Associate's degree programs in applied arts provide students with experience in art forms, including visual arts, digital arts, fiber arts and metalwork. While some schools offer general applied arts curricula, others offer areas of specialization, such as crafts, photography or fine arts.
In most programs, students gain extensive hands-on studio experience; many schools have state-of-the-art studios, including dark rooms for photography and computer labs for publishing and illustrating programs. In addition to training in art techniques, students also learn about history as it applies to various art forms.
Associate's degree programs in applied arts are generally offered at 2-year community colleges and technical schools. Applicants are required to hold a high school diploma or equivalent education, and most programs will require applicants to be at least 18 years old. Some 2-year schools may also require students to submit SAT or ACT scores, but this is generally more common among 4-year colleges and universities.
Associate's Degree in Applied Arts
Students in associate's degree programs in applied arts receive a foundation in universal art concepts and history. The bulk of the coursework is split between hands-on art courses.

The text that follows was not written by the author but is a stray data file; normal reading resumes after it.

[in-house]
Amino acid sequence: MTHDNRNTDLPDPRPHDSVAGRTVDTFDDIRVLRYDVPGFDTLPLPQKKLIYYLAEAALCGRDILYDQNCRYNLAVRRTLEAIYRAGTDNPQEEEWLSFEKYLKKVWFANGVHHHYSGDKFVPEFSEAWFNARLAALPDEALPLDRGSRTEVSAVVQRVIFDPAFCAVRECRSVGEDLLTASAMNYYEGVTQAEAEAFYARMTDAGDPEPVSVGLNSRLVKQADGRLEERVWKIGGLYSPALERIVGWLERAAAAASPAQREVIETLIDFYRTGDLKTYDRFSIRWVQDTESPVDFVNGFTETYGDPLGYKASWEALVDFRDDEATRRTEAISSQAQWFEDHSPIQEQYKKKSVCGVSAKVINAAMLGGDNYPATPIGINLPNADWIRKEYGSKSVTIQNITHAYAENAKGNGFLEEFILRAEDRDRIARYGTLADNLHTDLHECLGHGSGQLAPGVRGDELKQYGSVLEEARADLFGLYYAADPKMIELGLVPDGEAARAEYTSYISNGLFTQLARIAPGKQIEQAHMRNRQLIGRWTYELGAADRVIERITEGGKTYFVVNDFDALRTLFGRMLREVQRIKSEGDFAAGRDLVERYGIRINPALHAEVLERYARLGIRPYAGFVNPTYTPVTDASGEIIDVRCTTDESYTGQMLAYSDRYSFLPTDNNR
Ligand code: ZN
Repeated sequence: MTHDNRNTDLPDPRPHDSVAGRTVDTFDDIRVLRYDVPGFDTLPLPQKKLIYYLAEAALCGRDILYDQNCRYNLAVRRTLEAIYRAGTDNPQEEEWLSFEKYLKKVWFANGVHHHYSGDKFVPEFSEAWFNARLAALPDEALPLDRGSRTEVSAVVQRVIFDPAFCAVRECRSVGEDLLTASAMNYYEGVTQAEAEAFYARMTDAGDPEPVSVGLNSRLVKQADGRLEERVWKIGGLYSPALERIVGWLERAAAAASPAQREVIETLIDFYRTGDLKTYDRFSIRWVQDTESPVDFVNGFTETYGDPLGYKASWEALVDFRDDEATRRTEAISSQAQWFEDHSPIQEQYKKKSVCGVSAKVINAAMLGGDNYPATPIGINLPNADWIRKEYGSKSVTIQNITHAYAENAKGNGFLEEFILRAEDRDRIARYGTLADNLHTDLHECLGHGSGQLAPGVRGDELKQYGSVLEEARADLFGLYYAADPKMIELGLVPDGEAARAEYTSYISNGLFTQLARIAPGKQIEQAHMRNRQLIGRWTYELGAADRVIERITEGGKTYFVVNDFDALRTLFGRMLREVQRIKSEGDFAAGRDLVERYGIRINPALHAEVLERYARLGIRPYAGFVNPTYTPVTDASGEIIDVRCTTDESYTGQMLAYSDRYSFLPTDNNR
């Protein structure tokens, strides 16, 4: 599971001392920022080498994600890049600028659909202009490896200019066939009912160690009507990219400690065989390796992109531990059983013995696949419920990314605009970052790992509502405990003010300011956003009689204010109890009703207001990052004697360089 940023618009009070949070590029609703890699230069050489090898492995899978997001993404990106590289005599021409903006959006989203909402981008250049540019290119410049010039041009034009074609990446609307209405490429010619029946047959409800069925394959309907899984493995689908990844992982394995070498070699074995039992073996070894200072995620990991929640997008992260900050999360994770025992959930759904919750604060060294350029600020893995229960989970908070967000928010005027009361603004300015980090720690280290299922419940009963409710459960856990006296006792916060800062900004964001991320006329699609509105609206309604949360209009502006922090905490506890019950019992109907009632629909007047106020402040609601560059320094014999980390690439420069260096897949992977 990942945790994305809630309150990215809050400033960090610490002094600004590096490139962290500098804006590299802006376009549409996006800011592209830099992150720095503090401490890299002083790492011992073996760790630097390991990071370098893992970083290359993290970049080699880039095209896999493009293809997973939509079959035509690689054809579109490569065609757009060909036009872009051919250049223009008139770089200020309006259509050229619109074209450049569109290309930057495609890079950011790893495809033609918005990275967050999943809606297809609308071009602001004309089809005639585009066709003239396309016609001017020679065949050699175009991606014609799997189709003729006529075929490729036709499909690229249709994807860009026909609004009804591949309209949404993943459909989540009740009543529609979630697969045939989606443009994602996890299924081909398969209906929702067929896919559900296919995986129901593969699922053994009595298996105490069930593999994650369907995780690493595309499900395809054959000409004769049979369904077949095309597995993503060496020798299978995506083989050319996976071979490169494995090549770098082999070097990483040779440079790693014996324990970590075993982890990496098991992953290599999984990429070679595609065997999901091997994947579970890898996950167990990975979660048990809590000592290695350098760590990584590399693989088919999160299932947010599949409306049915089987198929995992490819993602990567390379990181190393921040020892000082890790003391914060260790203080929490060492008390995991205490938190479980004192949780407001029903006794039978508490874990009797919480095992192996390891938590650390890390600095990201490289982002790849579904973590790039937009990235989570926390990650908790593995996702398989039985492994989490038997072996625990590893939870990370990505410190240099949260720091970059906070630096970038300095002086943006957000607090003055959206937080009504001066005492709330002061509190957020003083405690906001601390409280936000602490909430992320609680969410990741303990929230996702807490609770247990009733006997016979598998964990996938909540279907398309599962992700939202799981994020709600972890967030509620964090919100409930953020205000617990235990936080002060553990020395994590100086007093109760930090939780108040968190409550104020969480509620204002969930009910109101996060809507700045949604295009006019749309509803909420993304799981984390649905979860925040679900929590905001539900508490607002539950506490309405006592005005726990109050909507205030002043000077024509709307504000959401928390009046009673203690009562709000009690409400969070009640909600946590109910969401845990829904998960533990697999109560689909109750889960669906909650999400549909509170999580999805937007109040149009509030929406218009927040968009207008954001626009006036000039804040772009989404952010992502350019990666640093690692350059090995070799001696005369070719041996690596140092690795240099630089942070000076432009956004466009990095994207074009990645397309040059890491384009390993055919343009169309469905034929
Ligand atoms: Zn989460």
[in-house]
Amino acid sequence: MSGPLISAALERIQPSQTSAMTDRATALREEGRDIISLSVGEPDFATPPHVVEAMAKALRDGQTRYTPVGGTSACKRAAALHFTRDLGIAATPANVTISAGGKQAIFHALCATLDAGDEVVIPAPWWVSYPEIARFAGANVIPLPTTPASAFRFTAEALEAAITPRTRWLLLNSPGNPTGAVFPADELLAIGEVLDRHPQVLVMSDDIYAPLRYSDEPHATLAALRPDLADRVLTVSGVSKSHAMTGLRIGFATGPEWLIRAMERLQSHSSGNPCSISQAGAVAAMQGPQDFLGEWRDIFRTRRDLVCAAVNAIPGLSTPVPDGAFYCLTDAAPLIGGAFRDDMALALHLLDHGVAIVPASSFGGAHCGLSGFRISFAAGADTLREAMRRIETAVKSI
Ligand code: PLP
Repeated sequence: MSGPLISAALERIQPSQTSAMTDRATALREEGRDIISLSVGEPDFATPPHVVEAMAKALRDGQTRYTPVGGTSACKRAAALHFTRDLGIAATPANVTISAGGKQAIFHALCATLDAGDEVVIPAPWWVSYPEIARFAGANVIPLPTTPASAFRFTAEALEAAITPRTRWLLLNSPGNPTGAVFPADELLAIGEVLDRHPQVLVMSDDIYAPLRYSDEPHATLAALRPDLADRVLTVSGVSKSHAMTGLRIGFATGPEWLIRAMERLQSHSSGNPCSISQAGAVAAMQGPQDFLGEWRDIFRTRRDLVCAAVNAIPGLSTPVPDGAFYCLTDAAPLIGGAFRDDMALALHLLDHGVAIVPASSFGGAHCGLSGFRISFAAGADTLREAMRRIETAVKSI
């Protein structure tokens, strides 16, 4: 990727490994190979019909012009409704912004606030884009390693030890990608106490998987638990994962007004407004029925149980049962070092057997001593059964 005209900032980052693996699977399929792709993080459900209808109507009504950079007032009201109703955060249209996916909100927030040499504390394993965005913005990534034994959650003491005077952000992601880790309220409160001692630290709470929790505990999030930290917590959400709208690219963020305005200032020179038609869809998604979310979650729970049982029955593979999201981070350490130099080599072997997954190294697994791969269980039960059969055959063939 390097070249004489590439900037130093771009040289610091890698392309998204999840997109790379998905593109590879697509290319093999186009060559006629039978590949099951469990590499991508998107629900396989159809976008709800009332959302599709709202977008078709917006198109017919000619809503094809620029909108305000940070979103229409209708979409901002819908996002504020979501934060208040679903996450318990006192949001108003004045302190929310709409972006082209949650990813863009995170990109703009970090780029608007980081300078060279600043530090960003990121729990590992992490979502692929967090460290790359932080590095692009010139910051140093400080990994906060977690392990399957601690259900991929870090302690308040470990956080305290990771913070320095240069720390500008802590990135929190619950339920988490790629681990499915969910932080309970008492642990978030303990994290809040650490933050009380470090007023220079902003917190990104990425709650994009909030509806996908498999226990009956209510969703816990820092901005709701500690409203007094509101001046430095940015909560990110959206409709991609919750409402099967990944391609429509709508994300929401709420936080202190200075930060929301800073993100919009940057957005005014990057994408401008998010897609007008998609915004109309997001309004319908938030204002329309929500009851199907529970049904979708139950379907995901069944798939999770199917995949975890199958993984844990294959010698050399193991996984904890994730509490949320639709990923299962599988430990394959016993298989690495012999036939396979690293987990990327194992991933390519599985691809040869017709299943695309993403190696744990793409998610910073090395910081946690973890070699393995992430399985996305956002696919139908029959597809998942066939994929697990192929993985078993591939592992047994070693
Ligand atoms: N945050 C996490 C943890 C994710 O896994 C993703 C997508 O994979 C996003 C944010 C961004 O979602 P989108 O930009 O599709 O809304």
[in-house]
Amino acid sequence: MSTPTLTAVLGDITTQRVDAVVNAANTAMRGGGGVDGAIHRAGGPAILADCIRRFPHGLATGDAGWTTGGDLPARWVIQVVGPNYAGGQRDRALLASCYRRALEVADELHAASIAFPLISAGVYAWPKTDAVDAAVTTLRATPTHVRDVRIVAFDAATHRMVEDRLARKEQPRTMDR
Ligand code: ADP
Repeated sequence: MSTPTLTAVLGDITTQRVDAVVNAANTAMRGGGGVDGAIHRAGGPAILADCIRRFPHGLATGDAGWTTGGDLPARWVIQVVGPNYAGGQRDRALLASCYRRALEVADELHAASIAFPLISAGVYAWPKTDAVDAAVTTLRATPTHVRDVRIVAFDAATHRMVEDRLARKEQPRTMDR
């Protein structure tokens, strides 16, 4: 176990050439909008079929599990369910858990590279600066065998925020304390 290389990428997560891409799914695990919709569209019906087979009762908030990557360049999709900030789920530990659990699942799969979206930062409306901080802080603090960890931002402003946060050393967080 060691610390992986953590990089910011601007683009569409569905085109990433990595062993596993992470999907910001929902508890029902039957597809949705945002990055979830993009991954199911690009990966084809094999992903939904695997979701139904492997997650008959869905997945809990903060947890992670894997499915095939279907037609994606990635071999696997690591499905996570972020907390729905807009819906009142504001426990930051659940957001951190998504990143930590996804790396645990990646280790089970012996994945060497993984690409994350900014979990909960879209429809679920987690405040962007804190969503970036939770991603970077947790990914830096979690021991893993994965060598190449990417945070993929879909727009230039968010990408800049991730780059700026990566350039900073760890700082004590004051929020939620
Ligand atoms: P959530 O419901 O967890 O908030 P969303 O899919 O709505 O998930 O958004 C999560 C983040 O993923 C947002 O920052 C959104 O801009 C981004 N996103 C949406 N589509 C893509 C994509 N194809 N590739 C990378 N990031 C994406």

- Fundamentals of design
- Western art history
- Introduction to pottery
- Digital drawing and painting
- Introduction to fashion design
Popular Career Options
While many students pursue an associate's degree in applied arts for personal enrichment or to develop their art skills, many entry-level career options are available, such as fine artist, curatorial assistant, commercial framer, art supply service representative, or an entry-level or volunteer art instructor.
Job Outlook and Salary Information
According to the Bureau of Labor Statistics (BLS), craft and fine artists will see little or no change projected job growth of 1%, from 2018-2028. As of May 2019, fine artists, including painters, sculptors and illustrators, earned an annual average wage of $63,030.
Continuing Education Information
Many students transition from associate's degree programs in applied arts to bachelor's degree programs in an area of interests in the arts. Master of Fine Arts programs are also popular; these programs provide students more opportunities to develop their skills and techniques in studios under the supervision of experienced arts.
Ph.D. programs in arts typically focus on art history or education more than studio arts. Students at the doctoral level are interested in careers at universities, museums or other institutions where they teach and perform research. Additionally, many applied arts associate's degree graduates continue to take independent art classes outside of degree programs, primarily to further develop an area of previous study or to explore a new branch of the arts.
An associate's degree in applied arts provides students with a solid foundation of knowledge about art history and techniques. These programs are often taken as standalone courses to improve the student's artistic ability, but graduates can use the degree to find work in entry-level positions within the art industry or prepare themselves for further study.